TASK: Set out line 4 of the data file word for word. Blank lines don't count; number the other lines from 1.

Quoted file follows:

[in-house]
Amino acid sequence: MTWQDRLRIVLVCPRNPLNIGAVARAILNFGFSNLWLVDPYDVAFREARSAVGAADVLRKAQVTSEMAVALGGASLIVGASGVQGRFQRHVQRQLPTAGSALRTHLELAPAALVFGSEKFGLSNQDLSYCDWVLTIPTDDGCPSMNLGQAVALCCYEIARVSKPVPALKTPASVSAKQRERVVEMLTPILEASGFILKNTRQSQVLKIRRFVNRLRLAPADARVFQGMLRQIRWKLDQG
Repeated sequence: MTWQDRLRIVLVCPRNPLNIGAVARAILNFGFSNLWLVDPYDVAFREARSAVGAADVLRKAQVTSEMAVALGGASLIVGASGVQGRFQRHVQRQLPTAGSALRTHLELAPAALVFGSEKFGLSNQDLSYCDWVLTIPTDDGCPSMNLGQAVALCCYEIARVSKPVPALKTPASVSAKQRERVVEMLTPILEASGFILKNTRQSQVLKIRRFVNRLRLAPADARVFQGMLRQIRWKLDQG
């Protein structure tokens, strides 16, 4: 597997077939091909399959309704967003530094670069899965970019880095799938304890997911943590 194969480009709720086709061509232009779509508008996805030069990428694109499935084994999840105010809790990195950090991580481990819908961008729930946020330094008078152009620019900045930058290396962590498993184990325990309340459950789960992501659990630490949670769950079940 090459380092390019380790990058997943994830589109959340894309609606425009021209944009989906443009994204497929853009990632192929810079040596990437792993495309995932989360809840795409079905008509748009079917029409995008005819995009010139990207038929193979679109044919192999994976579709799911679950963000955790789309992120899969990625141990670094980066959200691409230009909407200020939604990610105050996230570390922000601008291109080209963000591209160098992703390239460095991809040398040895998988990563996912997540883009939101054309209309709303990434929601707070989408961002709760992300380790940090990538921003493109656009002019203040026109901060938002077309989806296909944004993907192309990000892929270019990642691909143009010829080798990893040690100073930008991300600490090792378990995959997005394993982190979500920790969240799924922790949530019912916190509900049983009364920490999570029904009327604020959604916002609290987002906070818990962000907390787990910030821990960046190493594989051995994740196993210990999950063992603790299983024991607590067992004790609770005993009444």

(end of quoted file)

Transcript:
């Protein structure tokens, strides 16, 4: 597997077939091909399959309704967003530094670069899965970019880095799938304890997911943590 194969480009709720086709061509232009779509508008996805030069990428694109499935084994999840105010809790990195950090991580481990819908961008729930946020330094008078152009620019900045930058290396962590498993184990325990309340459950789960992501659990630490949670769950079940 090459380092390019380790990058997943994830589109959340894309609606425009021209944009989906443009994204497929853009990632192929810079040596990437792993495309995932989360809840795409079905008509748009079917029409995008005819995009010139990207038929193979679109044919192999994976579709799911679950963000955790789309992120899969990625141990670094980066959200691409230009909407200020939604990610105050996230570390922000601008291109080209963000591209160098992703390239460095991809040398040895998988990563996912997540883009939101054309209309709303990434929601707070989408961002709760992300380790940090990538921003493109656009002019203040026109901060938002077309989806296909944004993907192309990000892929270019990642691909143009010829080798990893040690100073930008991300600490090792378990995959997005394993982190979500920790969240799924922790949530019912916190509900049983009364920490999570029904009327604020959604916002609290987002906070818990962000907390787990910030821990960046190493594989051995994740196993210990999950063992603790299983024991607590067992004790609770005993009444």